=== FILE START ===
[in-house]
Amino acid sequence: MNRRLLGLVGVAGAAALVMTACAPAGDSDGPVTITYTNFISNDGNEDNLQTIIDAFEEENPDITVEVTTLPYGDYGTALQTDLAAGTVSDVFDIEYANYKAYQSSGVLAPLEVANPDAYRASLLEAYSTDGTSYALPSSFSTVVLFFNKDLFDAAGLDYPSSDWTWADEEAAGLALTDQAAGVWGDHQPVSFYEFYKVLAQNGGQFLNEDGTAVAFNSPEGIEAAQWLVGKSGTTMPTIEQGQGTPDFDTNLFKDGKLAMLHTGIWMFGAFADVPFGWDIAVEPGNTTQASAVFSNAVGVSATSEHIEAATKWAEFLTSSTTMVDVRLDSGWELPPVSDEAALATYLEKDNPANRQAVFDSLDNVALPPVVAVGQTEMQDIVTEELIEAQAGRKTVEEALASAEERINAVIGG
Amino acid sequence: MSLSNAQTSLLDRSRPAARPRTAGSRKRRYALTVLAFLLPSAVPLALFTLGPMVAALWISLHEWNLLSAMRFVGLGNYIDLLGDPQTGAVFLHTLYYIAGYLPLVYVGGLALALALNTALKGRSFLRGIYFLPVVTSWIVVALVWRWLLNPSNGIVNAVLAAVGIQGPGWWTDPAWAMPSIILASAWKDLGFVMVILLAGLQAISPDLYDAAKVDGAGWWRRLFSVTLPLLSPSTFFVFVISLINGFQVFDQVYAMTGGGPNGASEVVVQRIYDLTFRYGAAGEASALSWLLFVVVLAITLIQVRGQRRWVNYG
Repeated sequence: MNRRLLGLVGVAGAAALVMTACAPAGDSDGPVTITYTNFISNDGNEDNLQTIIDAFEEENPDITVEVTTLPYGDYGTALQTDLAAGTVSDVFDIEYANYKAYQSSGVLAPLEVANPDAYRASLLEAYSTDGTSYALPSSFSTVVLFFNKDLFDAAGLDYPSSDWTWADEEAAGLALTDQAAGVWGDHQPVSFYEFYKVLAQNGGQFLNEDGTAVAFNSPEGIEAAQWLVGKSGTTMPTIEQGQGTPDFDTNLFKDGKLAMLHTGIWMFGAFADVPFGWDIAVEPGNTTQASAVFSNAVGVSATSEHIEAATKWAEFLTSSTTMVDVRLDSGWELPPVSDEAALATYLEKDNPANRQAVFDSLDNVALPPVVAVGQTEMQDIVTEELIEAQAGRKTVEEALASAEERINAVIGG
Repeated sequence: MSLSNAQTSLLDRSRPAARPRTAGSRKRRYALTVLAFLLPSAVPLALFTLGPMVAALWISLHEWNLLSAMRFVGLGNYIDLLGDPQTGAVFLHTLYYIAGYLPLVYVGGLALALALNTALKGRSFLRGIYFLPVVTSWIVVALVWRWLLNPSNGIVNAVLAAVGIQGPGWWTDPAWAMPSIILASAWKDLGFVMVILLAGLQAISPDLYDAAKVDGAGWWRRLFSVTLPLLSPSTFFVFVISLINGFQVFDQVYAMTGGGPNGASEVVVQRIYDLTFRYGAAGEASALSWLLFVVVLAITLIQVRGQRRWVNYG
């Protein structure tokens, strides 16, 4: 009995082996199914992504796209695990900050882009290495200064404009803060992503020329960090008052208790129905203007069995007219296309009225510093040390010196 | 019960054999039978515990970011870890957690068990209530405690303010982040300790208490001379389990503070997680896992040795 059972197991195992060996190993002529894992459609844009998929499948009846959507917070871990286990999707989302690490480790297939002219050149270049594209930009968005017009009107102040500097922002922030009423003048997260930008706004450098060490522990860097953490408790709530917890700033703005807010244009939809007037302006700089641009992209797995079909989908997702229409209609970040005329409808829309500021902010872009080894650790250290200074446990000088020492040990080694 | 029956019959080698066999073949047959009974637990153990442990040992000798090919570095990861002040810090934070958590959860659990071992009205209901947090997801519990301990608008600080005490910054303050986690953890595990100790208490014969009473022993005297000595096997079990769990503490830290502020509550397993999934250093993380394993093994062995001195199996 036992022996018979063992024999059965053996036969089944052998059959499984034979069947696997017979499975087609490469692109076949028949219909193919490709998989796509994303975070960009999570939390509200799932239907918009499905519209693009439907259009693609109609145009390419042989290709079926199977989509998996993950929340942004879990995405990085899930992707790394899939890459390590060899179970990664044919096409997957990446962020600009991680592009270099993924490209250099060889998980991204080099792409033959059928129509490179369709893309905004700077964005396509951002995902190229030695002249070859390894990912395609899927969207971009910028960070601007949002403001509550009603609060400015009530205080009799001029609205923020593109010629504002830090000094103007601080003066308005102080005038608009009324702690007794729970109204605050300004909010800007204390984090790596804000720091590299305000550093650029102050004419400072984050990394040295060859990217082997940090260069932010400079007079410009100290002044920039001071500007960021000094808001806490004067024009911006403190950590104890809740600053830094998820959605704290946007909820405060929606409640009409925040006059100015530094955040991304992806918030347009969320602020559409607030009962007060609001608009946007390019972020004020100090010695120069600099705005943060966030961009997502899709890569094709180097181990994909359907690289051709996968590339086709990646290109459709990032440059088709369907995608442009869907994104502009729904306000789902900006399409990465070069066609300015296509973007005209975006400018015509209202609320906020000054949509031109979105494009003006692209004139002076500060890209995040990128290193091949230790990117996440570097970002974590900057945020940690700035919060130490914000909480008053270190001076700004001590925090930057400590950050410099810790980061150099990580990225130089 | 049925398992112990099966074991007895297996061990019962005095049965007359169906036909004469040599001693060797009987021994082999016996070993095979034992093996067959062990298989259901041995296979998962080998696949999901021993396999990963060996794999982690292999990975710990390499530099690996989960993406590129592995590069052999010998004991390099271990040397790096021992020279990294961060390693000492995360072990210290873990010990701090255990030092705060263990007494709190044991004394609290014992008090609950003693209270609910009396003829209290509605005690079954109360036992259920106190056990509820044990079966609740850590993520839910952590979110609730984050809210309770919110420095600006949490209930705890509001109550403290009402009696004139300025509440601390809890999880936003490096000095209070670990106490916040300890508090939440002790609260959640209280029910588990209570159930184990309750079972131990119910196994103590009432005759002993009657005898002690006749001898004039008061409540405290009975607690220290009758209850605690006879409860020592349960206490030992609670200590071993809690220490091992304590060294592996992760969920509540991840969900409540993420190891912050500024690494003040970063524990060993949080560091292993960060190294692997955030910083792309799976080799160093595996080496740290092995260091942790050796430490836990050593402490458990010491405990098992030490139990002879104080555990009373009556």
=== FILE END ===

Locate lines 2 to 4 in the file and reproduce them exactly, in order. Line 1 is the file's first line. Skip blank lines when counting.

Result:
Amino acid sequence: MNRRLLGLVGVAGAAALVMTACAPAGDSDGPVTITYTNFISNDGNEDNLQTIIDAFEEENPDITVEVTTLPYGDYGTALQTDLAAGTVSDVFDIEYANYKAYQSSGVLAPLEVANPDAYRASLLEAYSTDGTSYALPSSFSTVVLFFNKDLFDAAGLDYPSSDWTWADEEAAGLALTDQAAGVWGDHQPVSFYEFYKVLAQNGGQFLNEDGTAVAFNSPEGIEAAQWLVGKSGTTMPTIEQGQGTPDFDTNLFKDGKLAMLHTGIWMFGAFADVPFGWDIAVEPGNTTQASAVFSNAVGVSATSEHIEAATKWAEFLTSSTTMVDVRLDSGWELPPVSDEAALATYLEKDNPANRQAVFDSLDNVALPPVVAVGQTEMQDIVTEELIEAQAGRKTVEEALASAEERINAVIGG
Amino acid sequence: MSLSNAQTSLLDRSRPAARPRTAGSRKRRYALTVLAFLLPSAVPLALFTLGPMVAALWISLHEWNLLSAMRFVGLGNYIDLLGDPQTGAVFLHTLYYIAGYLPLVYVGGLALALALNTALKGRSFLRGIYFLPVVTSWIVVALVWRWLLNPSNGIVNAVLAAVGIQGPGWWTDPAWAMPSIILASAWKDLGFVMVILLAGLQAISPDLYDAAKVDGAGWWRRLFSVTLPLLSPSTFFVFVISLINGFQVFDQVYAMTGGGPNGASEVVVQRIYDLTFRYGAAGEASALSWLLFVVVLAITLIQVRGQRRWVNYG
Repeated sequence: MNRRLLGLVGVAGAAALVMTACAPAGDSDGPVTITYTNFISNDGNEDNLQTIIDAFEEENPDITVEVTTLPYGDYGTALQTDLAAGTVSDVFDIEYANYKAYQSSGVLAPLEVANPDAYRASLLEAYSTDGTSYALPSSFSTVVLFFNKDLFDAAGLDYPSSDWTWADEEAAGLALTDQAAGVWGDHQPVSFYEFYKVLAQNGGQFLNEDGTAVAFNSPEGIEAAQWLVGKSGTTMPTIEQGQGTPDFDTNLFKDGKLAMLHTGIWMFGAFADVPFGWDIAVEPGNTTQASAVFSNAVGVSATSEHIEAATKWAEFLTSSTTMVDVRLDSGWELPPVSDEAALATYLEKDNPANRQAVFDSLDNVALPPVVAVGQTEMQDIVTEELIEAQAGRKTVEEALASAEERINAVIGG